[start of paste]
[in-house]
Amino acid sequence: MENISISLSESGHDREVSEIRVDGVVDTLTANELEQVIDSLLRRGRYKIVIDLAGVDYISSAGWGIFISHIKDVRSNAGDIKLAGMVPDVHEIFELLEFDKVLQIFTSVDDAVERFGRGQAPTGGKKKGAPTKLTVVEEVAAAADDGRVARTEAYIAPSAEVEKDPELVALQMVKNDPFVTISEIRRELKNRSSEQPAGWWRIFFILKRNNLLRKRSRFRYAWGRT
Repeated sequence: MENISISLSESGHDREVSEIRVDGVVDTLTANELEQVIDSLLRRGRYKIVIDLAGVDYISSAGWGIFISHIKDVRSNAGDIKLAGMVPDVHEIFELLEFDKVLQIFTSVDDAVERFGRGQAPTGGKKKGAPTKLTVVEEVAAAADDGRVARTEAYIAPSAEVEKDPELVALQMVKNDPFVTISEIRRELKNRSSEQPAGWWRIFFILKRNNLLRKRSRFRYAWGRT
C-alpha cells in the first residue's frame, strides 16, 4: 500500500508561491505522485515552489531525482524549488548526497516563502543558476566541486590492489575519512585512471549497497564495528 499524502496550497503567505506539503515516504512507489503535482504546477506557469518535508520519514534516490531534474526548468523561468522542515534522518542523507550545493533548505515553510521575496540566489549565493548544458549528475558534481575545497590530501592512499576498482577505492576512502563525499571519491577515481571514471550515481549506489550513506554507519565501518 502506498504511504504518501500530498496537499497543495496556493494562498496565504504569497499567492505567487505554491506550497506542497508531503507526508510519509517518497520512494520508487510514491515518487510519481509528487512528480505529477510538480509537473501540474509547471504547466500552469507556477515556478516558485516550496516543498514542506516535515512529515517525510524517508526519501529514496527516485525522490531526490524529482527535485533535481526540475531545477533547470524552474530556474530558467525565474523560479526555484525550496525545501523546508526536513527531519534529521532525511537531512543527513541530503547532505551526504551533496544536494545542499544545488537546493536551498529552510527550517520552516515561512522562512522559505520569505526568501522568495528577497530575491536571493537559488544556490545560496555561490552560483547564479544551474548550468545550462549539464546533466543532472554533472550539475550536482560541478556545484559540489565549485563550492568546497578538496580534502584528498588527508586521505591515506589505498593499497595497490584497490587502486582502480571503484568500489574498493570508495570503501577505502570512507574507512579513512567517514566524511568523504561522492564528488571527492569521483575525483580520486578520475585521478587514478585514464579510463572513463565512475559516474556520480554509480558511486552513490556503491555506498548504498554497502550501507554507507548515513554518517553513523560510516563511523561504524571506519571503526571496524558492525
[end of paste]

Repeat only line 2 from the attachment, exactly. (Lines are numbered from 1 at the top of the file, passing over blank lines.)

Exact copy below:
Amino acid sequence: MENISISLSESGHDREVSEIRVDGVVDTLTANELEQVIDSLLRRGRYKIVIDLAGVDYISSAGWGIFISHIKDVRSNAGDIKLAGMVPDVHEIFELLEFDKVLQIFTSVDDAVERFGRGQAPTGGKKKGAPTKLTVVEEVAAAADDGRVARTEAYIAPSAEVEKDPELVALQMVKNDPFVTISEIRRELKNRSSEQPAGWWRIFFILKRNNLLRKRSRFRYAWGRT